Hurricane Girl is Harrowing and Hilarious

5/5 Falcons

Rufus Helmreich, Contributing Writer

Hurricane Girl is a story about the life of a young woman in post-Trump America who makes all the wrong choices. Allison is in her early 30s and her life is falling apart. After fleeing an abusive ex-boyfriend and buying a beach house in North Carolina, a Category Three hurricane takes away her new life. A TV news cameraman documenting the storm smashes her head with a glass vase after taking her back to his house. Despite her miserable circumstances and the hole in her head, she keeps moving and eventually finds joy, most notably, in the swimming pool of her brain surgeon.

How much of her story is true and how much is her delusion? She continuously mutters to herself, “at least I have my health,” and we wonder: what is she thinking? But we know exactly what she’s thinking—she doesn’t hold anything back. She seems to accept everything that comes her way. But the audience is forced to wonder how much is acceptance and how much is shock or the need for things to make sense?

It’s impossible to feel disconnected from author Marcy Dermansky’s Allison, even if her life is so drastically different from our own.

Allison’s life is in turmoil; she can’t move on from one seismic change in her life before another hits her. Allison is us; chaos is a part of all of our lives. It’s impossible to feel disconnected from author Marcy Dermansky’s Allison, even if her life is so drastically different from our own. We understand what it’s like to justify the harrowing: to search for the silver lining, as long as it may take. Allison finds a swimming pool. She loves swimming. And that makes everything okay.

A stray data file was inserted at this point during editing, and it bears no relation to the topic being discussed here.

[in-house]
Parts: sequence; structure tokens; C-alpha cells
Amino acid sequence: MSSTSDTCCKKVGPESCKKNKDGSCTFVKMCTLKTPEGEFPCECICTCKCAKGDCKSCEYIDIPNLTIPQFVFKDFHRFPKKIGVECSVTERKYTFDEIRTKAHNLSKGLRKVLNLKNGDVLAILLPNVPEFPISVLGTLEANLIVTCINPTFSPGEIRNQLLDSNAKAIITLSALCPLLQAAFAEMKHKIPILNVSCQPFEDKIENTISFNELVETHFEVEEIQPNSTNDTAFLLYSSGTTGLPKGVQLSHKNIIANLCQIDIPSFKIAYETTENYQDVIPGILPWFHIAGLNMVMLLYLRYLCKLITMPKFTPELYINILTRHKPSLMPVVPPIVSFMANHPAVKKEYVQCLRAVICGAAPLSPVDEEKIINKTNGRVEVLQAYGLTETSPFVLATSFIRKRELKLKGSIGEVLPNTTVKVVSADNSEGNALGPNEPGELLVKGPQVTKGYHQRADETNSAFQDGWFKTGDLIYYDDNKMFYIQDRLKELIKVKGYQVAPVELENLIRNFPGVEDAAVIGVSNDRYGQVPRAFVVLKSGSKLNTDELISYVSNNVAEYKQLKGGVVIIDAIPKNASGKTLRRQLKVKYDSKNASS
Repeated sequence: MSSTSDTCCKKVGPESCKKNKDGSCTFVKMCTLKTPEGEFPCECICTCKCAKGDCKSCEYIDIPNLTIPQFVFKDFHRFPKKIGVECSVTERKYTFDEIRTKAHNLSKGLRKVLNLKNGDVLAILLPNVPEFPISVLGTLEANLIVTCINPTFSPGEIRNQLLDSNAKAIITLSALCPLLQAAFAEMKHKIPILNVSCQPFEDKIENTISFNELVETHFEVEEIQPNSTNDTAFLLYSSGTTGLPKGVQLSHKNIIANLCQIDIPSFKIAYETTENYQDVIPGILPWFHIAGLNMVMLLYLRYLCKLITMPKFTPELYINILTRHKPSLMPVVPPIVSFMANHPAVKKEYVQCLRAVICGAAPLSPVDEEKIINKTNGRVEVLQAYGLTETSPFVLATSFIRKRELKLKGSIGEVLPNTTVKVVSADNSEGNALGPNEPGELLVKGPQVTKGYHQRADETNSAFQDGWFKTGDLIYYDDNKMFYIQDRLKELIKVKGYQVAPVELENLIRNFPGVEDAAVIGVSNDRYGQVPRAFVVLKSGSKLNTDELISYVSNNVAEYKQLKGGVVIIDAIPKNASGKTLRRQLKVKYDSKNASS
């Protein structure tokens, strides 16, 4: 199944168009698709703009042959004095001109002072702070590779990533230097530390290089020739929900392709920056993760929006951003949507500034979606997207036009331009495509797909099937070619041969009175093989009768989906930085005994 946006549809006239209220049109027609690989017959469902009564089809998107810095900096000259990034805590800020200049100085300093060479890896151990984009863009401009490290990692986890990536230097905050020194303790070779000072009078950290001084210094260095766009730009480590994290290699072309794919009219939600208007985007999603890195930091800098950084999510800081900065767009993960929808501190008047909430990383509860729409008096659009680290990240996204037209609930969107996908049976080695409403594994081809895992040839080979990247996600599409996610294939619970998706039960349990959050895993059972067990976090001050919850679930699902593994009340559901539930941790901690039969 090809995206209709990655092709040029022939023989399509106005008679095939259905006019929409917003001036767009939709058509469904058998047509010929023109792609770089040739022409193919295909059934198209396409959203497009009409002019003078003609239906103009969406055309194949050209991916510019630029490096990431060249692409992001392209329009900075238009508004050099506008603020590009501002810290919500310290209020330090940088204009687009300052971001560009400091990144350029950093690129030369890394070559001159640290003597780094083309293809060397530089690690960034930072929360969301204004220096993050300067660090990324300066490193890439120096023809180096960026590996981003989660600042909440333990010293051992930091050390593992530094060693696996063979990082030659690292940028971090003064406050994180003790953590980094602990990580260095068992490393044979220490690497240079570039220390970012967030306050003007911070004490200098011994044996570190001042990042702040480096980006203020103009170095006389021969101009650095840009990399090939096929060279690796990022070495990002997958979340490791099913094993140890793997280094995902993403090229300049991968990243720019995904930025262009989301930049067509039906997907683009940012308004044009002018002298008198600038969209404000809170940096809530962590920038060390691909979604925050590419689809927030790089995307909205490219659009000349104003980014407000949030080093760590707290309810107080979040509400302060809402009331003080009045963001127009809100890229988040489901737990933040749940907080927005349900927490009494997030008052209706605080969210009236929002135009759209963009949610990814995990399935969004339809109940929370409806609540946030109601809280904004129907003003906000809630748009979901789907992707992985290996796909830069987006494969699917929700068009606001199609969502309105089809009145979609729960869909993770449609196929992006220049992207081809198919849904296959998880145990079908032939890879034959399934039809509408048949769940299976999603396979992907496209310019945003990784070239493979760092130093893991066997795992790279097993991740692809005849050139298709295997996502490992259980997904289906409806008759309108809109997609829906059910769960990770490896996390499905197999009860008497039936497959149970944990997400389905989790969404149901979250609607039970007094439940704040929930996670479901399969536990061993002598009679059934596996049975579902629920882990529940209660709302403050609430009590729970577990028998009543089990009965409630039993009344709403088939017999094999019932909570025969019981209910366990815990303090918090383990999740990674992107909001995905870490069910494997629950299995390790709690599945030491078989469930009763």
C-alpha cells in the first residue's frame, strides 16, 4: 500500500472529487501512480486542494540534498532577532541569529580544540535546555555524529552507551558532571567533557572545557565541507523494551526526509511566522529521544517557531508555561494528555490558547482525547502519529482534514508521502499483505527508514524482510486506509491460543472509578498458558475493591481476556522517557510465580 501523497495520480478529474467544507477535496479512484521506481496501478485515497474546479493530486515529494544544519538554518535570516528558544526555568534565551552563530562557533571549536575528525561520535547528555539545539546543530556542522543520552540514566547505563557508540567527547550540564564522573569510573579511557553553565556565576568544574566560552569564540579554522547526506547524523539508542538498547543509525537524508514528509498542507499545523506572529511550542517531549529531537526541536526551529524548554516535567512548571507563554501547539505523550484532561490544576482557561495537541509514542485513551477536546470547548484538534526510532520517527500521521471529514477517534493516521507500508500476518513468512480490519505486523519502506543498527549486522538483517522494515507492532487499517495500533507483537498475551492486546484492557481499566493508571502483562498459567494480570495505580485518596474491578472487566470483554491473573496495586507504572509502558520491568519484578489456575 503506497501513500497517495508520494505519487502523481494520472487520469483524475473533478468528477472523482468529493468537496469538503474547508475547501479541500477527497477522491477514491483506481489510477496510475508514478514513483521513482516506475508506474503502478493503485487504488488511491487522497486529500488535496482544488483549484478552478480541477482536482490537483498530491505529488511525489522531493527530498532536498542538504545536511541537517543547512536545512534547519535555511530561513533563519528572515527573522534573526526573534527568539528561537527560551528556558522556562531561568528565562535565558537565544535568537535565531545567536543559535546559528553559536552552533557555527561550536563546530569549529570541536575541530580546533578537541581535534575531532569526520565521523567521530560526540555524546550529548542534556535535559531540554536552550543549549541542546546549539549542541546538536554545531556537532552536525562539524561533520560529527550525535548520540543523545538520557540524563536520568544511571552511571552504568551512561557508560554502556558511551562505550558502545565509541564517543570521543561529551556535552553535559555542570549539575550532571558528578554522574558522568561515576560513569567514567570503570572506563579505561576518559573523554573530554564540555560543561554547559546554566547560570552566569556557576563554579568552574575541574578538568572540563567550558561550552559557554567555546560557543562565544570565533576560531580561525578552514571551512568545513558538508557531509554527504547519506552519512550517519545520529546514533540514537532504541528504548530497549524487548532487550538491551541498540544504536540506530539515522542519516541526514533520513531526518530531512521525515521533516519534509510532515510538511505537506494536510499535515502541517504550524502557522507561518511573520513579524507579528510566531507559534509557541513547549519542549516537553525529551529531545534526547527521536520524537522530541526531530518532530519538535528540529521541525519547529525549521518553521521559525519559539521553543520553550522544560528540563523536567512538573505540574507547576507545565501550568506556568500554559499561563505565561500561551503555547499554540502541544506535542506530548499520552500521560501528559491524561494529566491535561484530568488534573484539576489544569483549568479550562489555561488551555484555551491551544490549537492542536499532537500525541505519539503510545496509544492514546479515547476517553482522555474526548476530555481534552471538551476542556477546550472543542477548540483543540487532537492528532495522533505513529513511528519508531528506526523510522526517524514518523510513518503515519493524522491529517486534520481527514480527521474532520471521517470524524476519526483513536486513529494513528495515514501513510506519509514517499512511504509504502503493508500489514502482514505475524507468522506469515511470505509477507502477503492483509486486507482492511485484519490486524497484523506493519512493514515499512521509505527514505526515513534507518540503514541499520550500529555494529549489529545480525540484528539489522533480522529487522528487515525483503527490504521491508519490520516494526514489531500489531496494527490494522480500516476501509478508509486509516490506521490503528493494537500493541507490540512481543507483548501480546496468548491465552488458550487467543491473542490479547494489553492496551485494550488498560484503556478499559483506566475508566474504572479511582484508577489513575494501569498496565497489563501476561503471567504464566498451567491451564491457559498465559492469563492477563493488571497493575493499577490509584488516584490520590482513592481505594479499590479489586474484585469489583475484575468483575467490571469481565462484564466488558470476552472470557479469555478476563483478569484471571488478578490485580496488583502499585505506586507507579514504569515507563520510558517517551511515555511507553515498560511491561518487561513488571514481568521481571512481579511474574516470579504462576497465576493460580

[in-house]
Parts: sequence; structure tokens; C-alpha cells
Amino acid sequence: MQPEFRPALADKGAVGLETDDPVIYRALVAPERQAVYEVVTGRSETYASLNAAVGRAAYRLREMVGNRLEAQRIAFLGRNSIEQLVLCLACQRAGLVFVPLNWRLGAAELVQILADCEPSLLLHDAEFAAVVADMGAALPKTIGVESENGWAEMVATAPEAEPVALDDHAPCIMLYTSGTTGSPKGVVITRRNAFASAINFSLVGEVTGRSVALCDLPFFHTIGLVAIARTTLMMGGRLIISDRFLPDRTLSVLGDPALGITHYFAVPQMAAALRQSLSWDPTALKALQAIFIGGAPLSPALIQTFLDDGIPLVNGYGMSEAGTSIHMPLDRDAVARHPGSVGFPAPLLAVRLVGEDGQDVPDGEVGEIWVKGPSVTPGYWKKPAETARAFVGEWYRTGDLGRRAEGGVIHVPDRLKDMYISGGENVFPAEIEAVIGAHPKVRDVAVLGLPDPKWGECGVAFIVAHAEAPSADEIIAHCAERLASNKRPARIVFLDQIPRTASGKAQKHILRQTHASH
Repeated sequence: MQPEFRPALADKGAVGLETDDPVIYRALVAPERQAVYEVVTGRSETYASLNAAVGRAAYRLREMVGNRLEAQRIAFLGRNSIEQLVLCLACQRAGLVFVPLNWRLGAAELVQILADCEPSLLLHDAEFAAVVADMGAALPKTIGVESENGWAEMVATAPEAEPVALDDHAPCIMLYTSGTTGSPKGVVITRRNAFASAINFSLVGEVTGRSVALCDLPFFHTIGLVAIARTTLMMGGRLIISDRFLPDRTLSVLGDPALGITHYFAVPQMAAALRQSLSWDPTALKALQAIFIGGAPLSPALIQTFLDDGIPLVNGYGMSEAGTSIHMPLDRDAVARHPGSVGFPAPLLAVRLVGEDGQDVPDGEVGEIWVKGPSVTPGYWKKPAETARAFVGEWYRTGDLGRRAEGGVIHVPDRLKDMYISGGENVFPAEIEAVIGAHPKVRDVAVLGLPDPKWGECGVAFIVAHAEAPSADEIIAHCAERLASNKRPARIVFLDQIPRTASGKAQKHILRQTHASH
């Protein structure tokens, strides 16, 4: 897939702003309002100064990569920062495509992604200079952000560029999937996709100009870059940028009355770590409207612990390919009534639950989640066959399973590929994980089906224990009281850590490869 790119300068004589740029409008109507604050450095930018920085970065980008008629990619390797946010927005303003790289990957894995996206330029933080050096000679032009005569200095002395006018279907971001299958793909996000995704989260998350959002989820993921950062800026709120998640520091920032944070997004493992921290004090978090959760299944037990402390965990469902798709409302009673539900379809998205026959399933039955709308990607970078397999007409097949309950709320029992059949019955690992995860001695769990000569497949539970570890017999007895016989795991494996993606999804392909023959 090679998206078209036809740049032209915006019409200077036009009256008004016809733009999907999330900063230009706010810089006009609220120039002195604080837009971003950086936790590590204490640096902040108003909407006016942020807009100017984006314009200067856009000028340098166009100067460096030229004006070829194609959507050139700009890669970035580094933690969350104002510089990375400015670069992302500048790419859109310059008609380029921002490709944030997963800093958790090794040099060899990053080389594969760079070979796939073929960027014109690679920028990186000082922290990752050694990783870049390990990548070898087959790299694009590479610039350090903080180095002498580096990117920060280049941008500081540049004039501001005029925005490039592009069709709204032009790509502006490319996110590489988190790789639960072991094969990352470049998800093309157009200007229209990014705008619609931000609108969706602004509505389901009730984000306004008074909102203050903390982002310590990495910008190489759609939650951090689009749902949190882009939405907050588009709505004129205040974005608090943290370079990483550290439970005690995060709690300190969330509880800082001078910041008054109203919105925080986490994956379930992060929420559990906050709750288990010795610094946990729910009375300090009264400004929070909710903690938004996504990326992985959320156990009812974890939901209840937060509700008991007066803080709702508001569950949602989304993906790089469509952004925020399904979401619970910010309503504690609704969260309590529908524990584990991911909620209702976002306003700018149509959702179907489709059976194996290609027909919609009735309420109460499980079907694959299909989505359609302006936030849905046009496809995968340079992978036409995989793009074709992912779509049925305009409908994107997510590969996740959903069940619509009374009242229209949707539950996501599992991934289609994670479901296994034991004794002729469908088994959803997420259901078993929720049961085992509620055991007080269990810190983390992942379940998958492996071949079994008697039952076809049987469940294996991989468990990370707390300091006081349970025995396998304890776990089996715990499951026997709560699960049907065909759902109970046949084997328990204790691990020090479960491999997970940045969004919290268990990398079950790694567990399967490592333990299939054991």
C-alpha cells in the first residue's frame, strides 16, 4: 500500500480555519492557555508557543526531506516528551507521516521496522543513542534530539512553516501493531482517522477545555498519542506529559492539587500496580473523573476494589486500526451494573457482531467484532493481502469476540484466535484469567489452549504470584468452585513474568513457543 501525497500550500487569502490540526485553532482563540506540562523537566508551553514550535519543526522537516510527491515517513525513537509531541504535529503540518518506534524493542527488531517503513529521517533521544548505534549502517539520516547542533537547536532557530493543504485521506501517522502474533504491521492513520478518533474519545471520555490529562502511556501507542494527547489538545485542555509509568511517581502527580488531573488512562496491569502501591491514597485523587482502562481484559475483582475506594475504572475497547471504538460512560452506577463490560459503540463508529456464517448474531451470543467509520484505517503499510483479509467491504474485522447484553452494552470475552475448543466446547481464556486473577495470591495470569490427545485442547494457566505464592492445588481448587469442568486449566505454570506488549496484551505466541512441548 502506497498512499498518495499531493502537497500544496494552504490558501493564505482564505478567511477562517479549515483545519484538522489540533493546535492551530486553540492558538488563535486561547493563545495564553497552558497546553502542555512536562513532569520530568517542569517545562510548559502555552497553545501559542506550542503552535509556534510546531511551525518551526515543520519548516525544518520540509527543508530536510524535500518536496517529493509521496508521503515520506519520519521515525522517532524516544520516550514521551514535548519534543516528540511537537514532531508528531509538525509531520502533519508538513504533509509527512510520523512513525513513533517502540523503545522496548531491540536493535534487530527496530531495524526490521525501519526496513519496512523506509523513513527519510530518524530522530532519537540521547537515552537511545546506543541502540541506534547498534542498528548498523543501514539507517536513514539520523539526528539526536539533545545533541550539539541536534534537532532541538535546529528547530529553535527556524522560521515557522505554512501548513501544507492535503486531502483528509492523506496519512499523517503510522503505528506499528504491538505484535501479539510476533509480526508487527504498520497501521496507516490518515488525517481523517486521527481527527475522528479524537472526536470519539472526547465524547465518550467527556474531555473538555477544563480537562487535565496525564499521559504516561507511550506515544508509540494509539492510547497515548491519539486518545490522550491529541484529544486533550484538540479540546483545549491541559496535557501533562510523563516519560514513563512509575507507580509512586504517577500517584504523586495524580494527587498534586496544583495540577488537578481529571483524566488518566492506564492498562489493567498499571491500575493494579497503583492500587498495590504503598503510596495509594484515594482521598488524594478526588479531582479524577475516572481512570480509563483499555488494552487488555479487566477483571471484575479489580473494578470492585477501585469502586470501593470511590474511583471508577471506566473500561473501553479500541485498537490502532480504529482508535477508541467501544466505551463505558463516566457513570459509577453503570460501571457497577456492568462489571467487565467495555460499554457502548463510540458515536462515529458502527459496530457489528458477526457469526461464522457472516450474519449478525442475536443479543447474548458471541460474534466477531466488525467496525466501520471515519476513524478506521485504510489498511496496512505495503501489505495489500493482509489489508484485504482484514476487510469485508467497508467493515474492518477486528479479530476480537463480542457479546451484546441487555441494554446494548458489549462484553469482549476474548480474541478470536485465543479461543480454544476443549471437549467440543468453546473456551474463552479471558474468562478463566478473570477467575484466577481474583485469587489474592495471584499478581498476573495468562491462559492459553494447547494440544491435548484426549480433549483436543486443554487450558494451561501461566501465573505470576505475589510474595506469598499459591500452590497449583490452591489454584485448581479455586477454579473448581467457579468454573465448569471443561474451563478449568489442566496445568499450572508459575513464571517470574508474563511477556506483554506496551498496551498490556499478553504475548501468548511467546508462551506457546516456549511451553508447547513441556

Dermansky writes Allison with brutal honesty, something that despite the character’s meandering thoughts, reveals anything but delusion. The alarmingly, abrupt way that Dermansky tells this story reinforces that reality. Dermansky writes, “Allison googled ‘Driving with Head Injuries’ on her phone. She was not surprised to discover that it was not advised, but she had already driven 100 miles. She was not going to stop now.” Is it Allison’s delusion that drives her? How is she focusing on her Starbucks and not the hole in her head? Allison does know where she wants to go, and she’ll get there, but at what cost? Dermansky writes Allison as someone with whom you empathize, even as she makes decisions you say you would never consider. Allison is lost, but she isn’t—she knows what she wants more than any of us. She isn’t enviable, but she is understandable and sometimes admirable. Shock is complemented by acceptance; pain is complemented by the silver lining; bliss is accompanied by existential dread. 

Hurricane Girl is hilarious. We feel no sense of schadenfreude (the pleasure in someone else’s misfortune) for Allison’s circumstance. Instead, Dermansky makes us laugh at our own denials and disillusions. Hurricane Girl gives us not a break from reality, but a sense of clarity in our anxieties and worries. This new novel from Marcy Dermansky is a must-read.